In the early weeks of the pandemic, Monet Goldman tried different strategies to cope with stress. “I was exercising, I was meditating, I was doing yoga,” says Goldman, a licensed marriage and family therapist in Santa Clara, California. But he didn’t start to feel better until he turned to a familiar pastime: video games. In the bright, immersive world of online gaming, Goldman found solace—and he started to have fun again. As he and his colleagues struggled to connect with clients virtually, he wondered if gaming could help his patients too.
Goldman began training other clinicians to use online gaming in their work, starting with Roblox, a platform with millions of games that’s especially popular with kids ages 5 to 12 in the United States. In a Zoom session with two elementary school boys, Goldman kicked things off by asking the kids to name their favorite Roblox game. At first, “it’s just like radio silence. Everybody has their cameras off,” says Goldman. Eventually, one boy mentioned Brookhaven, a roleplaying game set in a bustling city. Soon the kids were enthusiastically leading each other around the game space, their shyness forgotten.
Like conventional play therapy, which uses toys to help patients express thoughts and feelings, online gaming offers another way to communicate. For some people with anxiety about their appearance or speaking, gaming is an opportunity to discover “a voice in its different forms,” whether through avatars, artwork, or other digital creations, says Goldman. He noticed that children who struggled with in-person therapy began to come alive and develop more confidence in a virtual environment. “That’s been the biggest benefit,” he says. Today, Goldman counsels children, teenagers, and adults, incorporating a mix of gaming and talk therapy.
Although repurposing video games for therapeutic use is not new, clinicians’ interest in this format grew significantly after the pandemic prompted an abrupt switch to telehealth. “A lot of therapists were freaking out,” says Josué Cardona, founder of Geek Therapy, a nonprofit organization that advocates for the use of video games and other popular media. In December 2019, Geek Therapy’s Facebook group had just under 1,000 members, according to Cardona; now it has more than 5,400. Clinicians use online gaming in different ways, from joining clients on platforms like Roblox or Minecraft to having patients play independently for a specific therapeutic purpose.
How Gaming Can Help
“Video games have that way of grabbing attention and keeping it,” which can be the first step in helping patients control distressing thoughts, says Aimee Daramus, a clinical psychologist and the author of Understanding Bipolar Disorder. In her work with adults who have chronic mental illnesses, including anxiety, depression, and schizophrenia, Daramus uses video games as a bridge to other coping skills. If someone is overwhelmed by intrusive thoughts during a session, playing a video game for a few moments can help reduce anxiety. At that point, Daramus explains, a strategy like mindful awareness becomes much more accessible to the patient.
Some research suggests that video games can be as effective—and potentially more effective—as other mental health interventions, particularly for anxiety. A 2017 study published in Prevention Science found that the game MindLight was as effective as a cognitive behavioral therapy program in reducing children’s anxiety. In another study, prescribing video game play lowered patients’ anxiety more than adding a second medication to their treatment.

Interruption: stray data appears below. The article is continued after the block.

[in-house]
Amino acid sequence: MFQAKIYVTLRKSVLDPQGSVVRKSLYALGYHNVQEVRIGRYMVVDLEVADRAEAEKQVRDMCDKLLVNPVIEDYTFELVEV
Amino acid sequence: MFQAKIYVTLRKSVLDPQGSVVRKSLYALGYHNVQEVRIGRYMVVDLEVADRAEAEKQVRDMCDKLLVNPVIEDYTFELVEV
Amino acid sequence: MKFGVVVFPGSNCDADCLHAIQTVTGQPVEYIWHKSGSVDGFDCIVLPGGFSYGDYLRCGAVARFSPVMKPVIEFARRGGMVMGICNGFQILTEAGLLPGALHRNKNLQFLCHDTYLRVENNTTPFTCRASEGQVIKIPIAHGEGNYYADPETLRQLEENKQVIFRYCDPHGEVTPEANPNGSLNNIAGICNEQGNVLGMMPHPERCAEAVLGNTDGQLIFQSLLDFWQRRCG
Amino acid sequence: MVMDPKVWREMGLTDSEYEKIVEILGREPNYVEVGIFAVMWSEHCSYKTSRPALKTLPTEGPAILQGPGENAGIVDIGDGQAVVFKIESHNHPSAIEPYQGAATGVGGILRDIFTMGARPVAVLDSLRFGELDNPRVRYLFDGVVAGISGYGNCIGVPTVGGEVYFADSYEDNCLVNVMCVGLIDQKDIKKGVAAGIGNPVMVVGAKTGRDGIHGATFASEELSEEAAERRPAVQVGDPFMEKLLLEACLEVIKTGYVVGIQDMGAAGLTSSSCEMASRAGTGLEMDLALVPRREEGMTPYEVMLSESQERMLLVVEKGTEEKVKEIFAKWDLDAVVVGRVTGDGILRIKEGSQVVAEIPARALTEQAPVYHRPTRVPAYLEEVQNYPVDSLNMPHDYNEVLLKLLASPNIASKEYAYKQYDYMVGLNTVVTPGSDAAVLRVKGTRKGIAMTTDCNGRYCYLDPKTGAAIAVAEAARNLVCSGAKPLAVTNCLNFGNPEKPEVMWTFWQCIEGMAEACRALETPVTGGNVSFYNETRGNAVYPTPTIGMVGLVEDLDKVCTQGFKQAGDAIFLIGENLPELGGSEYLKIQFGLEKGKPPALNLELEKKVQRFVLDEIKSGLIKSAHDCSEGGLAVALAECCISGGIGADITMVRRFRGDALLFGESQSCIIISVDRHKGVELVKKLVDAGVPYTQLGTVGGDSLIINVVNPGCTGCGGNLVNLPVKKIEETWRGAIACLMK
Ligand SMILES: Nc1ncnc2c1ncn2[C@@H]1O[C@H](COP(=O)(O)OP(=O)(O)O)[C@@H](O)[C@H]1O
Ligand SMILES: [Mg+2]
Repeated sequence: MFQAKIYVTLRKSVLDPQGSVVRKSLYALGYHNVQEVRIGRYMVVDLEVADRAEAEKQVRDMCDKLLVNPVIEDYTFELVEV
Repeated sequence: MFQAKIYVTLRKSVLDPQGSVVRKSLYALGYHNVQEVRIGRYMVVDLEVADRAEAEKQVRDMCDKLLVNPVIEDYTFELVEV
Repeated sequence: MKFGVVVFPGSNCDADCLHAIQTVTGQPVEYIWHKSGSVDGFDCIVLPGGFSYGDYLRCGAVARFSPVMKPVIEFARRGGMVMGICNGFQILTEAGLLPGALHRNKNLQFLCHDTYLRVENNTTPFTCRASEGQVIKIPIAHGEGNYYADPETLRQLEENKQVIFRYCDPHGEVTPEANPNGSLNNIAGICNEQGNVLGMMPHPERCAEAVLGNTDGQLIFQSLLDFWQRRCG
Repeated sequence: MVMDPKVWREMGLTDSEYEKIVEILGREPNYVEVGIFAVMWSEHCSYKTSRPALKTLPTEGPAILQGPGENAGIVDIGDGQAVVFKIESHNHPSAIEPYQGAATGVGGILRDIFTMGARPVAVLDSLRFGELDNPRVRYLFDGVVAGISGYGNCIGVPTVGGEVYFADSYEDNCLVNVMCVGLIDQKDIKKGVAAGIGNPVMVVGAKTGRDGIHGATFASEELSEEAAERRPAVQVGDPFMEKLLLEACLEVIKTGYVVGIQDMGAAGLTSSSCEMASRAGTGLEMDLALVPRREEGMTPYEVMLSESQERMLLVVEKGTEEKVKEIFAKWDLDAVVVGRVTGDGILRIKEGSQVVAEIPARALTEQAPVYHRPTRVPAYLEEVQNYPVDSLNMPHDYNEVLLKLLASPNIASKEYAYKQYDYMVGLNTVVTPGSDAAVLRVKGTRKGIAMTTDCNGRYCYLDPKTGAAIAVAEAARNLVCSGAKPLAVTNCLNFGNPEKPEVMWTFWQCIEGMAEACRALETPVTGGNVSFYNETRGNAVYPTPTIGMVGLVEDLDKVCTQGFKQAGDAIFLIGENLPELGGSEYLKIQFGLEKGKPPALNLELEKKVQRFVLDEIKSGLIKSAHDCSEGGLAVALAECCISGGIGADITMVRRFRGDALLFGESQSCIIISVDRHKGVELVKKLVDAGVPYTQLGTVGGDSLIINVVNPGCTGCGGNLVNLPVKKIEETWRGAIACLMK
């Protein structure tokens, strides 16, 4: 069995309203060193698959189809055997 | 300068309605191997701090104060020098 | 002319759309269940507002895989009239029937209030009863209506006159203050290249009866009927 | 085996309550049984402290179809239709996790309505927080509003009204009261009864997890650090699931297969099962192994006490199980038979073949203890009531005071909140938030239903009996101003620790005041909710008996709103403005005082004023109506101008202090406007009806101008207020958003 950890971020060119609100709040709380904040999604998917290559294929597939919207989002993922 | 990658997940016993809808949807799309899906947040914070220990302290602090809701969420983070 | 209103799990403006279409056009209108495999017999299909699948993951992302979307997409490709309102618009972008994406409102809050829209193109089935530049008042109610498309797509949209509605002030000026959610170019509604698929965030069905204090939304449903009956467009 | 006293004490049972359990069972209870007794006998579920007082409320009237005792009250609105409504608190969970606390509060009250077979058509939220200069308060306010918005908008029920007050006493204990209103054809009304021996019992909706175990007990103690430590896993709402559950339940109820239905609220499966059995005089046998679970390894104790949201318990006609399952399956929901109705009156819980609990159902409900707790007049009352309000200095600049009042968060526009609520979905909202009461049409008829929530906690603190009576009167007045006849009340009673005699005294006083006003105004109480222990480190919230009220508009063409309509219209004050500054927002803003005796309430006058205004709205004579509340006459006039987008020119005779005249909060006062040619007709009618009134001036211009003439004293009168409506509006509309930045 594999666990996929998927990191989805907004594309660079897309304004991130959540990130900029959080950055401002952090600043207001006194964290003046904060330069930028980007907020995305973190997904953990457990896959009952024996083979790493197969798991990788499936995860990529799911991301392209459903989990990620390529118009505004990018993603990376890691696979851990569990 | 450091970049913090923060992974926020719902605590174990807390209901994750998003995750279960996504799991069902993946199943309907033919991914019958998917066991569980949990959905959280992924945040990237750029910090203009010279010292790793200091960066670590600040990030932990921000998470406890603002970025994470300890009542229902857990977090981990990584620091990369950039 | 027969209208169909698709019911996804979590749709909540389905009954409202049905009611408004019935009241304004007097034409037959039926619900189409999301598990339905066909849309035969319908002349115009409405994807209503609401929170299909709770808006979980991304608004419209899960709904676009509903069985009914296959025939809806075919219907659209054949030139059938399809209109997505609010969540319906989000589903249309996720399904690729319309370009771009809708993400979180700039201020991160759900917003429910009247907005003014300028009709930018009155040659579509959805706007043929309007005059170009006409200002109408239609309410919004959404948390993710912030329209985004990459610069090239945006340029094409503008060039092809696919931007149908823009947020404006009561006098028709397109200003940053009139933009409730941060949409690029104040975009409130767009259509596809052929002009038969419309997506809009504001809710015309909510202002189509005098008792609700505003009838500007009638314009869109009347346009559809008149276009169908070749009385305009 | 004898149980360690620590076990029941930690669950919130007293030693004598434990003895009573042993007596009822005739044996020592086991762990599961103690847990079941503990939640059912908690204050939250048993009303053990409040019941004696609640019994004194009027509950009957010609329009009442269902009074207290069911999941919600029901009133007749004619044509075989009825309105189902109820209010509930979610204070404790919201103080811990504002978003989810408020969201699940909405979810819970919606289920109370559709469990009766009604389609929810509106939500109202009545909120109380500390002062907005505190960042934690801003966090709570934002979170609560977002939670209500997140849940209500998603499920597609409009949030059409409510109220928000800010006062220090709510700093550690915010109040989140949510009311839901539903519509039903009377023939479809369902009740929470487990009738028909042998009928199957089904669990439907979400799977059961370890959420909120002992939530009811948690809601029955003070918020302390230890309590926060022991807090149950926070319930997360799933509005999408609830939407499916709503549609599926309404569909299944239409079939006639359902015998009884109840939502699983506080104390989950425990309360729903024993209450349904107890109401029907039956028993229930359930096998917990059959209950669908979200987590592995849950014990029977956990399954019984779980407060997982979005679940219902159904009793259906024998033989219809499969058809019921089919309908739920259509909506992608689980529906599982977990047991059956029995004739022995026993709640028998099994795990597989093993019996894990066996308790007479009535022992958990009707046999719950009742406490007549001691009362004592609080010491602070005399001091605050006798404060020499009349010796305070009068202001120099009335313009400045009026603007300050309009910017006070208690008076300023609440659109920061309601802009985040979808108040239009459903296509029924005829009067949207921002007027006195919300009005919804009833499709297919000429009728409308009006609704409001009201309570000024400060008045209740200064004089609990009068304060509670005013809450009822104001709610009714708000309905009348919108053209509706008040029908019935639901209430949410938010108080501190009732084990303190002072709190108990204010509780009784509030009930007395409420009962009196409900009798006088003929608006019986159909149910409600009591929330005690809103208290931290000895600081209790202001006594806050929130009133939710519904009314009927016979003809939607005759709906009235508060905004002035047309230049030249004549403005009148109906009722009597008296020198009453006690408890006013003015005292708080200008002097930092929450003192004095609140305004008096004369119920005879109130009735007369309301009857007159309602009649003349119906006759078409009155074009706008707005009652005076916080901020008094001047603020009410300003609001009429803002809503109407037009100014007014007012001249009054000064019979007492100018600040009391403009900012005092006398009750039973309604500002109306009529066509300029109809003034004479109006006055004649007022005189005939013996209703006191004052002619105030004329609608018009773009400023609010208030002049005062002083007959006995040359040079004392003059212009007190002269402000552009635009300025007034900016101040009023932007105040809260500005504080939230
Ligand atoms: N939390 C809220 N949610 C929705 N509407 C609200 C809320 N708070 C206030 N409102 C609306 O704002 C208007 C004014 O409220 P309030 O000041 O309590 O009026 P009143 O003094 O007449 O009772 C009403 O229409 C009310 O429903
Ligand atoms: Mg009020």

Though some games are designed to highlight mental health struggles—for instance, Sea of Solitude depicts a character facing depression and loneliness—casual games intended for entertainment can also be beneficial. In a 2009 study published at PLOS One, researchers found that playing the puzzle game Tetris after viewing a traumatic film could reduce flashbacks in people, lowering the risk of post-traumatic stress disorder. The game, in effect, “hacks attention and memory to stop somebody from going over, over, and over those memories while the brain is forming them,” says Daramus.
And sometimes it’s within a game world’s digital boundaries that patients may feel more safety and freedom to work through intense emotions. Kim Wheeler Poitevien, a licensed clinical social worker in Pennsylvania who counsels children and teenagers, saw more young Black patients gravitate toward games like Fortnite in response to racial violence during the summer of 2020. Kids were “terrified of the police,” so the idea was, “I want to protect myself,” she says. “They’d have these backstories about how they’re good people but the police think they’re bad.”
Gaming can help build emotional regulation skills, too. Poitevien grew up in a family of gamers and played Atari as a toddler. Today she frequently plays video games with her clients during sessions, but she doesn’t just let them win. “We are competitive, we go.” That can be an opportunity for children to practice “frustration tolerance,” she says, if, for example, they’re losing to her in a game of Mario Kart. And dealing with inevitable glitches, like when a game lags or kicks the player out, helps kids develop patience.
Online gaming has been a critical supplemental resource during the pandemic. “Every therapist I know is wildly overbooked right now,” Daramus tells me. When clients can’t get in to see her right away or want to practice coping techniques between sessions, she often prescribes mental health-focused games like Sea of Solitude, Night in the Woods, and Gris.